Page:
Wednesday, October 17, 2012

Seventeen Rules

Pajama Game cast trying to decide who farted.
The Memoir and Backstory Blog Challenge continues...

Seventeen Rules
My junior year in high school was awesome. Since it was the 80's, you could even say it was totally awesome.

Crazy things did happen in the world that year. A nuclear reactor in Russia actually melts down and showers countries around the world with radiation. The wreck of the Titanic is found and the space shuttle 'Challenge' exploded after lift-off.

Mountain Crest Junior Prom
In my world, I get another part in the school play, Girl Crazy, and for the first time since 'You're A Good Man, Charlie Brown,'  I try-out for the school musical. It's one of the classic Doris Day musicals called, The Pajama Game. Despite my underwelming performance, I'm cast as the comedy lead--Vernon Hines. It's a lot of fun and makes me want to seriously be an actor.

During the first few months of my junior year I meet a girl that I develop a serious crush on and invite her to the Junior Prom. She isn't quite sixteen yet, but her parents make an exception since she'll turn sixteen a few months after the prom. I'm fixated on and off this girl for the next few years, but she breaks my heart and teaches me to be more guarded with my affections.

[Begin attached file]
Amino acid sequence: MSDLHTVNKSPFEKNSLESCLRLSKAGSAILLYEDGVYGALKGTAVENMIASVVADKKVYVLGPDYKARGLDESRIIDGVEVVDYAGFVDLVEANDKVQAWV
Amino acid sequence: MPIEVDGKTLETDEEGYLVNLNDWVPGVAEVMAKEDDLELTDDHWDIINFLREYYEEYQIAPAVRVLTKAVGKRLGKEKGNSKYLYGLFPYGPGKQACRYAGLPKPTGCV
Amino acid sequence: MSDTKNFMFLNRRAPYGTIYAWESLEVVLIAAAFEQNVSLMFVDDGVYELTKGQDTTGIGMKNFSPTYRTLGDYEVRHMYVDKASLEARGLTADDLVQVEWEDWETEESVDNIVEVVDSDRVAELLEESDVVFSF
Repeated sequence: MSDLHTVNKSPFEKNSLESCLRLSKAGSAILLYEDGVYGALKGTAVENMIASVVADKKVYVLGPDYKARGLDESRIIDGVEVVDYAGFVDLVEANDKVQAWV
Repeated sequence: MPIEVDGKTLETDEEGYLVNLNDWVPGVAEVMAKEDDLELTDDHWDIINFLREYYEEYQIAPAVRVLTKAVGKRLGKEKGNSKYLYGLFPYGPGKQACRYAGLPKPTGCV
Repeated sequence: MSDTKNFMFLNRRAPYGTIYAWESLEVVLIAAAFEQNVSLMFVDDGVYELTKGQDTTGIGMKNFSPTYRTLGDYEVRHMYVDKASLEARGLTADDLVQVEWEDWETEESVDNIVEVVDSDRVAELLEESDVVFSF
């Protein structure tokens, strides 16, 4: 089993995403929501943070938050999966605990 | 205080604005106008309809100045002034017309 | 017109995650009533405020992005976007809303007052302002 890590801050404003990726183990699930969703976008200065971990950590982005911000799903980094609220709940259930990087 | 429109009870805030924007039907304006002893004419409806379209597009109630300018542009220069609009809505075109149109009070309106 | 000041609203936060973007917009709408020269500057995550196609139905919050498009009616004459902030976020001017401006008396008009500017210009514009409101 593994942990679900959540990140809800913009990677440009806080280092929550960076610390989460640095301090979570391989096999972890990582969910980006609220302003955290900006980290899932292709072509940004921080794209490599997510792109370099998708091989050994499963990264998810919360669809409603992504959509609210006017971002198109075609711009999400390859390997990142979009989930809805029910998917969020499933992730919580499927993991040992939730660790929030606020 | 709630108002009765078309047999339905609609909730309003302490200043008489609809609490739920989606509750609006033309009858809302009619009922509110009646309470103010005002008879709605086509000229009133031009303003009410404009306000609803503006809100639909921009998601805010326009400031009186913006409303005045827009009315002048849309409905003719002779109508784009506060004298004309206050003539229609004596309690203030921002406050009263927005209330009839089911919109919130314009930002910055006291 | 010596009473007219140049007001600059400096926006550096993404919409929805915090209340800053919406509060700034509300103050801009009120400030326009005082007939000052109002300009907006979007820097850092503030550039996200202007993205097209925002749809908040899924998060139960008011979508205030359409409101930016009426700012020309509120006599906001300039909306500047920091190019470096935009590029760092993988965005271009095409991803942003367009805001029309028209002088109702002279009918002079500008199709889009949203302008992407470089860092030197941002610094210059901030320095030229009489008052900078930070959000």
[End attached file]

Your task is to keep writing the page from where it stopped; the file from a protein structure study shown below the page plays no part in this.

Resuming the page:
The following year I write the only poem I've ever written and kept:

By A.V. Dutson

Late at night
Best. Teenage. Movie. Ever.
it seeps
into my dreams.
Twisted thoughts,
Painful stabs,
Sour colors.
It laughs
at my weaknesses
and burns all hope.
Where is that silver lining?
That pot-o-gold?
Can such torture be real?
What wicked soul created this devouring creature?
But am I awake or asleep?
For the nightmare rides in the day light as well.
The black abyss.
Feeding ever outward.
Hooked talons grasping for more.
But alas,
mortal man seeks to name the ghost, and gives it the sorry name called,

Good grief... who knew I had such teenage angst.

1 comment:

  1. I have a poem that sounds much like that from about that age. Questions are the best teenage poetic device ever.


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